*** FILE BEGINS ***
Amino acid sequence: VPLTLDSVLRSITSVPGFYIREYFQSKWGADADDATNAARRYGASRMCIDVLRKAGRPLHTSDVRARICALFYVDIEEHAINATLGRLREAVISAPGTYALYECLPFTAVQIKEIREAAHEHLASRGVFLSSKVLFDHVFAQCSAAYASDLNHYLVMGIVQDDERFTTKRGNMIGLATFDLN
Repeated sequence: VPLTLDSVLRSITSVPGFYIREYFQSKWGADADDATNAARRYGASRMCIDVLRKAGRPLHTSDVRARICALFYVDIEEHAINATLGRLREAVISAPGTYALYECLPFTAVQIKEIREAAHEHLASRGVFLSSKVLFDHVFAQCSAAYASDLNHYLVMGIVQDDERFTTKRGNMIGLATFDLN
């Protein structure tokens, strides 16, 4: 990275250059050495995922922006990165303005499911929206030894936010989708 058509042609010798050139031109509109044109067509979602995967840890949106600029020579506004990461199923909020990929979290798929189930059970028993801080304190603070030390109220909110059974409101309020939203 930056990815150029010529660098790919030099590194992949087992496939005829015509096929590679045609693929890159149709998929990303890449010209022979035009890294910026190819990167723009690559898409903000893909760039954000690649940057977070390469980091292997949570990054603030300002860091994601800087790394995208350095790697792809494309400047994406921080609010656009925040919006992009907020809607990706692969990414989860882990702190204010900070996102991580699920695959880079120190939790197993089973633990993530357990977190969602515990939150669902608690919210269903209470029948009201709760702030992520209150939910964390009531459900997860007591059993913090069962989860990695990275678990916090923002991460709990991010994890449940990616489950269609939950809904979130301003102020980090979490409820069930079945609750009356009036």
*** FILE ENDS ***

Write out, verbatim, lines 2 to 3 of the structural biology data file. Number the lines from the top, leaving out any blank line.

Repeated sequence: VPLTLDSVLRSITSVPGFYIREYFQSKWGADADDATNAARRYGASRMCIDVLRKAGRPLHTSDVRARICALFYVDIEEHAINATLGRLREAVISAPGTYALYECLPFTAVQIKEIREAAHEHLASRGVFLSSKVLFDHVFAQCSAAYASDLNHYLVMGIVQDDERFTTKRGNMIGLATFDLN
């Protein structure tokens, strides 16, 4: 990275250059050495995922922006990165303005499911929206030894936010989708 058509042609010798050139031109509109044109067509979602995967840890949106600029020579506004990461199923909020990929979290798929189930059970028993801080304190603070030390109220909110059974409101309020939203 930056990815150029010529660098790919030099590194992949087992496939005829015509096929590679045609693929890159149709998929990303890449010209022979035009890294910026190819990167723009690559898409903000893909760039954000690649940057977070390469980091292997949570990054603030300002860091994601800087790394995208350095790697792809494309400047994406921080609010656009925040919006992009907020809607990706692969990414989860882990702190204010900070996102991580699920695959880079120190939790197993089973633990993530357990977190969602515990939150669902608690919210269903209470029948009201709760702030992520209150939910964390009531459900997860007591059993913090069962989860990695990275678990916090923002991460709990991010994890449940990616489950269609939950809904979130301003102020980090979490409820069930079945609750009356009036």